Lineup adjustments for Lakers

L.A. could benefit from spacing out its bigs and better utilizing World Peace

Updated: April 24, 2013, 1:33 PM ET
By Bradford Doolittle | ESPN Insider
LakersGary A. Vasquez/USA TODAY SportsDwight Howard and Pau Gasol combined for 36 points and 31 rebounds in Game 1 against the Spurs.

It's complicated being a Laker these days, a statement that isn't often true when evaluating one of the most-storied franchises in NBA annals. The team's franchise player, Kobe Bryant, is on the shelf with a season-ending Achilles injury, and focusing his energies on a second career as a Twitter analyst. Metta World Peace is less than a month removed from knee surgery, and Steve Nash's battle with hamstring and hip issues has left him looking his age for the first time in his career.

Meanwhile, twin posts Pau Gasol and Dwight Howard are working together as well as they have since Howard joined the Lakers, but they still operate in a Mike D'Antoni offense that is not really designed for a pair of classic big men. At the moment, however -- after a Game 1 shellacking at the hands of a San Antonio Spurs team that appears to be rounding back into form -- D'Antoni is severely limited in terms of possible player combinations.

While Gasol and Howard are finally clicking, their strengths are to a certain extent neutralized by San Antonio's big-man duo of Tim Duncan and Tiago Splitter. Case in point: Gasol and Howard grabbed a combined 31 rebounds in the first game, but the Spurs missed 53 shots, and someone has to retrieve them. The story of the glass was told at the other end, where L.A.'s starting frontcourt combined for a single offensive rebound.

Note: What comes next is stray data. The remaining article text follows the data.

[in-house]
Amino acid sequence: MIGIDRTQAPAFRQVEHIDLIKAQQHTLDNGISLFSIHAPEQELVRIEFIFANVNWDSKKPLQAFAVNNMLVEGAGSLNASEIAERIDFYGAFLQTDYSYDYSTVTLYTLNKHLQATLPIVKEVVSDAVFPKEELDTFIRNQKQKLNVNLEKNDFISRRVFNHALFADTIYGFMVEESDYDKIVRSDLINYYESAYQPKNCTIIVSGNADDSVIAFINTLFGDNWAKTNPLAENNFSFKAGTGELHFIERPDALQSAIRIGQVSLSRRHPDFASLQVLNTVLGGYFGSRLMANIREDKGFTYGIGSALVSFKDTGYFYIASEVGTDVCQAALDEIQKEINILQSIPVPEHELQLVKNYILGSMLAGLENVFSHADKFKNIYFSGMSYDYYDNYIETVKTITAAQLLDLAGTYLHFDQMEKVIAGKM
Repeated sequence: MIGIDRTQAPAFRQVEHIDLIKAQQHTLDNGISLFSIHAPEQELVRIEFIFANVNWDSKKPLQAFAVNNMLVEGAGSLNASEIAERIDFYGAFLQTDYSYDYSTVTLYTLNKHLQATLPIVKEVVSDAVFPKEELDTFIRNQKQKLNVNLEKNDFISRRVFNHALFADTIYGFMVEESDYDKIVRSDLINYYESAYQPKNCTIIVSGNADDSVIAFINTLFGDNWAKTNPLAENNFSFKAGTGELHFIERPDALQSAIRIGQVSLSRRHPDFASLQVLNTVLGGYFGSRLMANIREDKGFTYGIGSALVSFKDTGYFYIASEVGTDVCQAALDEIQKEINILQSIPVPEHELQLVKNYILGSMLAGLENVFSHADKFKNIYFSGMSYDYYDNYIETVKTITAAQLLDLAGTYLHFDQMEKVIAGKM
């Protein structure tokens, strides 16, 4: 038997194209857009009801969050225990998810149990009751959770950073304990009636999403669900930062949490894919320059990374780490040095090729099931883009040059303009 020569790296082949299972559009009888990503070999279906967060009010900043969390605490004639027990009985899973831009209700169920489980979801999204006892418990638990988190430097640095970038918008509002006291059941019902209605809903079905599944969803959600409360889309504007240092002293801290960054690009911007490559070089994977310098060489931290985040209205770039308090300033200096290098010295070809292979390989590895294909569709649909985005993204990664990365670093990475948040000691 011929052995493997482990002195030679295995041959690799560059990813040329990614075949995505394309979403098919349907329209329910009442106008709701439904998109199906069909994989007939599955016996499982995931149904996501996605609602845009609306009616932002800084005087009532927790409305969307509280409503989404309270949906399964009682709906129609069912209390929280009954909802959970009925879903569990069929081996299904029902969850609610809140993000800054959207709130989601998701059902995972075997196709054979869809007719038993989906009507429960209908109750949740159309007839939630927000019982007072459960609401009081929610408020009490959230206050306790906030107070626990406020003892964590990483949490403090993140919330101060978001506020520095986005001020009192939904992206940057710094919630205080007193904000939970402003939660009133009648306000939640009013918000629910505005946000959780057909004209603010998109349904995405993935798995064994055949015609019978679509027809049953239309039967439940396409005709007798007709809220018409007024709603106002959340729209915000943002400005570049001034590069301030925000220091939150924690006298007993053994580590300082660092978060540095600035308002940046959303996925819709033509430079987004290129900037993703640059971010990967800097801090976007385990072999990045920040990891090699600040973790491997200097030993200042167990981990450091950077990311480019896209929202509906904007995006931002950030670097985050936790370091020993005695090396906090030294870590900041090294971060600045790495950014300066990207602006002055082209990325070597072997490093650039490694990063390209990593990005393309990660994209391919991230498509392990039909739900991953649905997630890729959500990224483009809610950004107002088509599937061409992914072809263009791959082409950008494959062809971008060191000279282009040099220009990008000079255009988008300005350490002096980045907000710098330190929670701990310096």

That's one thing that has to change for the Lakers, because the chances for D'Antoni to craft an efficient attack are limited without a true creator on the perimeter, especially with Nash ailing. Los Angeles ranked 13th in offensive rebounding percentage during the regular season -- which, while not great, isn't indicative of a philosophy of ignoring the offensive glass -- so crashing the boards shouldn't be out of character.

The problem is that San Antonio ranked as the league's third-best defensive rebounding team, so if the Lakers over-commit to the offensive glass, their returns may be limited. Also, with the Spurs able to collapse their defense in the paint in lieu of the Lakers' problems on the perimeter, San Antonio still will be in excellent block-out position, and L.A.'s lack of second-chance shots may become a running theme.

So what can D'Antoni do?


To read Bradford Doolittle's full analysis on what lineup and rotation adjustments the Lakers can make versus the Spurs, become an Insider today.